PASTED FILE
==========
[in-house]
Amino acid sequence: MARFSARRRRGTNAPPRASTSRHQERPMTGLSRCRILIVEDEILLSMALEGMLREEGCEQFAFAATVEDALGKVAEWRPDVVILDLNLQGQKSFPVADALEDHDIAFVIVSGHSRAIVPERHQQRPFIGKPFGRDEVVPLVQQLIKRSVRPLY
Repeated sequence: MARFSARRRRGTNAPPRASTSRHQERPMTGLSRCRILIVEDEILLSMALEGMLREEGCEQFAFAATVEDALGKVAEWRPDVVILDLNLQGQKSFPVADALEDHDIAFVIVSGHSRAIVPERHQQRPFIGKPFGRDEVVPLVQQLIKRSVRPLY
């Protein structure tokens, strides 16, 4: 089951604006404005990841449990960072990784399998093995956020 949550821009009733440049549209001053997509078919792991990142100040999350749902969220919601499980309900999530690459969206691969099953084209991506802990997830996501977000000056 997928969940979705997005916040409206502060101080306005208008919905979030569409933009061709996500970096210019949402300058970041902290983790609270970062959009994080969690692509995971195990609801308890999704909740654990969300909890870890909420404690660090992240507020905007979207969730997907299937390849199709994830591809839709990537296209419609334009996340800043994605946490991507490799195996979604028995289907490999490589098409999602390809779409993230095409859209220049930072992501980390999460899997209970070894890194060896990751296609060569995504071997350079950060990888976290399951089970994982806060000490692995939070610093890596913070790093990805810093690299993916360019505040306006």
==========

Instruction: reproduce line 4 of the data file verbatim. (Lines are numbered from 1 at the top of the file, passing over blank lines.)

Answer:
């Protein structure tokens, strides 16, 4: 089951604006404005990841449990960072990784399998093995956020 949550821009009733440049549209001053997509078919792991990142100040999350749902969220919601499980309900999530690459969206691969099953084209991506802990997830996501977000000056 997928969940979705997005916040409206502060101080306005208008919905979030569409933009061709996500970096210019949402300058970041902290983790609270970062959009994080969690692509995971195990609801308890999704909740654990969300909890870890909420404690660090992240507020905007979207969730997907299937390849199709994830591809839709990537296209419609334009996340800043994605946490991507490799195996979604028995289907490999490589098409999602390809779409993230095409859209220049930072992501980390999460899997209970070894890194060896990751296609060569995504071997350079950060990888976290399951089970994982806060000490692995939070610093890596913070790093990805810093690299993916360019505040306006």